Submitted by the Republican House Caucus on 1/28/23
On Thursday, Governor John Carney presented his proposed state operating budget, capital budget, and Grants-in-Aid Bill for the new fiscal year that begins July 1st.
The $5.482 billion state operating budget would be the largest in state history – a 7.4% increase over the one it seeks to succeed. Among other things, the operating budget pays for the salaries of state employees, and the daily costs of keeping state facilities and vehicles running.
The proposed $1.289 billion capital budget would be the third-largest ever, eclipsing only the current capital budget and that of the previous fiscal year. Often referred to as the Bond Bill – because a portion of the capital budget is financed with money borrowed through the sale of general obligation bonds – the plan pays for building and maintaining roads, schools, and state facilities. More than half the governor’s capital budget would be paid for with cash, with bond sales accounting for less than 20% of the total.
The proposed $59.8 million Grants-in-Aid bill is $9.5 million less than the present measure. The GIA gives state money to hundreds of non-profit organizations that perform services or provide amenities to Delawareans. These organizations include libraries, senior centers, fire companies, veterans’ organizations, and historical, cultural, and youth groups.
The governor’s proposals also call for the passage of a supplemental appropriation bill containing $324.9 million for “one-time” spending items.
Highlights of the four money bills include:
- Increases the state share of teacher pay by 9% and other public education employees pay by 3%. (The state typically pays about 70% of these wages, with the local school districts responsible for the remainder.)
- Variable pay increase for state workers (3% – 9%), with the lowest wage-earners receiving the highest percentage.
- Invests $101.5 million in affordable housing programs and incentives. (About 60% of this expenditure is federally funded.)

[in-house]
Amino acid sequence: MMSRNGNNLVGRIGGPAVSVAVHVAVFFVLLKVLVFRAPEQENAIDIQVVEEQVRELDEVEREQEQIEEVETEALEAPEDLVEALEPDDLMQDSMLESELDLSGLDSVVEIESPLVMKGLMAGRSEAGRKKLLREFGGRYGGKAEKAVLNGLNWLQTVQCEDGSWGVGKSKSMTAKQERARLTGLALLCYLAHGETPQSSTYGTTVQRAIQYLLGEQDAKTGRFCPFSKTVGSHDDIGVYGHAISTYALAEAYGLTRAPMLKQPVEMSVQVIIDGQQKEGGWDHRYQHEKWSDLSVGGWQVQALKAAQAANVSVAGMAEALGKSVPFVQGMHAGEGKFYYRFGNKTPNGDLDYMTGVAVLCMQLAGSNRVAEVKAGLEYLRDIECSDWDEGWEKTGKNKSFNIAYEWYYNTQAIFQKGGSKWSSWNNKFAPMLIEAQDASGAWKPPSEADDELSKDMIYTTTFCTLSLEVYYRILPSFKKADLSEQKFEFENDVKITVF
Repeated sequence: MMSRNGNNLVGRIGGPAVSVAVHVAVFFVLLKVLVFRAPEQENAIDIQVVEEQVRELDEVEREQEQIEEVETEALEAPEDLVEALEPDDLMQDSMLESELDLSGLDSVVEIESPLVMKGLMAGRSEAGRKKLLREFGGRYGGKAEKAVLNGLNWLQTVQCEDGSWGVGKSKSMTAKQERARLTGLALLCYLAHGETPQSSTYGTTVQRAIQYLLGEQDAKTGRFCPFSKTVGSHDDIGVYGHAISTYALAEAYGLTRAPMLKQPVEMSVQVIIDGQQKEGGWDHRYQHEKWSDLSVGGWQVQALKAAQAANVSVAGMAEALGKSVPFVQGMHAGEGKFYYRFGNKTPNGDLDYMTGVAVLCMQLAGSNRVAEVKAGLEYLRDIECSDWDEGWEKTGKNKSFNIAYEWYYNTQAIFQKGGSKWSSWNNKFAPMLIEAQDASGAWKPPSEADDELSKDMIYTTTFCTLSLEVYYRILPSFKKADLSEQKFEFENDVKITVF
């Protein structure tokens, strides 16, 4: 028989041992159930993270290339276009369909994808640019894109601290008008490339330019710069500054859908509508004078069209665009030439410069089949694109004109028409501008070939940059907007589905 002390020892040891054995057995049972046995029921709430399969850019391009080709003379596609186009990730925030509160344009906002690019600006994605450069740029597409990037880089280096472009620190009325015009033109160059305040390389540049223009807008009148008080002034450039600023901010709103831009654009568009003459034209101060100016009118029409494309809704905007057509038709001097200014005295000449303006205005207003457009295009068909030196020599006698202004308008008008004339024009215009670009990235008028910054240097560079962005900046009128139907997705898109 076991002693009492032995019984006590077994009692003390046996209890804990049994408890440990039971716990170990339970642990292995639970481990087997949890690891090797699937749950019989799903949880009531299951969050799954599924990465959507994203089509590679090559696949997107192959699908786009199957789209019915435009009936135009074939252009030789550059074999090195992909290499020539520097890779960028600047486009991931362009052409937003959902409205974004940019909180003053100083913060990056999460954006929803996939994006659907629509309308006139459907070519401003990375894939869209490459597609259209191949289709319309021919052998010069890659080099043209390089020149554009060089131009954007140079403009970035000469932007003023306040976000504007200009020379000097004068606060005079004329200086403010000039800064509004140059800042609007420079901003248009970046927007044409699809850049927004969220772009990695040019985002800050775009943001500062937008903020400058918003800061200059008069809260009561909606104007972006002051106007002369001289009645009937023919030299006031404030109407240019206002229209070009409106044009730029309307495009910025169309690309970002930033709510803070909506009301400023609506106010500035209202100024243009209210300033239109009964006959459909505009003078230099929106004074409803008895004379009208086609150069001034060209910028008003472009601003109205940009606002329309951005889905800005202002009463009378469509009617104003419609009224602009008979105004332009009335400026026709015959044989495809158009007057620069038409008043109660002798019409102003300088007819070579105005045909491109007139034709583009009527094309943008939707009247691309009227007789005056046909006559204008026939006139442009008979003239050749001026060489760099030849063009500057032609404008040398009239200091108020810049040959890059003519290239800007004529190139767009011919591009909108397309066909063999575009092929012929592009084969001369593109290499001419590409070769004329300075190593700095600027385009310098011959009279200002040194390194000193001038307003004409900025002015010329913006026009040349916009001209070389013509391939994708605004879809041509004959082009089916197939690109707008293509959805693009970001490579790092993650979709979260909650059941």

- Allocates $194 million for state employee health care and other post-retirement employee benefits.
- $30 million for mental health services for elementary and middle school students.
- $191.7 million for public school construction.
- $60 million for college and university campus improvements.
- $10 million each for Farmland Preservation and Open Space program purchases
- Increases “purchase of care” subsidies that pay for childcare services for qualifying Delawareans and expands the eligibility for such assistance.
House Republican members of the Joint Finance Committee (JFC), the 12-member group charged with reviewing and amending the state operating budget, offered some observations regarding the governor’s spending bills:
State Rep. Ruth Briggs King:
- Supports the governor’s proposal to add nearly $19 million to the Budget Stabilization Fund, bringing this budget reserve to $421.5 million.
- Welcomed the governor’s support of two tax-cut proposals: increasing the standard income tax deduction and the Earned Income Tax Credit. (NOTE: House Republicans sponsored multiple tax reduction bills last session, including bills to create the Delaware Resident Low Income Tax Credit and reduce the financial burden on modest-income Delawareans — none of which were allowed to receive a vote.)
- “I would have liked to have seen more funding for public safety. We had one of our deadliest years last year for traffic deaths, both pedestrian and auto accidents, and it will take more funding to get the coverage we need to address that.”
State Rep. Kevin Hensley:
- Supported the call to increase the level of “purchase of care” (POC) subsidies: “Because reimbursement is at the level that it is, a lot of private childcare providers…have found themselves only being able to accept a limited number of POC kids in order to run a viable business. This would hopefully allow more kids to get care, giving their moms, dads, and guardians greater opportunities to seek employment.”
- The 7.4% increase in the state (operating) budget, would make it the largest budget we’ve ever seen. I know the governor reassured us that the funding would be there, but…the sustainability of this rapid increase in revenues is very unlikely to continue. …From a longer-term perspective, I’m concerned that we’re not putting more aside [in budget reserves].”
- “I’m concerned there was a cut in Grants-in-Aid. The organizations supported by this funding do a fabulous job of providing critical services to Delawareans throughout the state that probably exceeds what the state could do if we did it in-house.”
- “I was happy to see a significant amount of money designated to improvements in our prison facilities. I think some of these upgrades have been needed for quite some time. It’s an investment in safeguarding the health and safety of both our correctional staff and the prison population.”
The JFC will take the governor’s recommended FY 2024 state operating budget and Grants-in-Aid Bill, reworking them over the next five months to adjust for changing state revenue estimates and legislative funding priorities. That process will start next week with the opening of five weeks of budget hearings featuring presentations from every state agency.
Click here to access a schedule.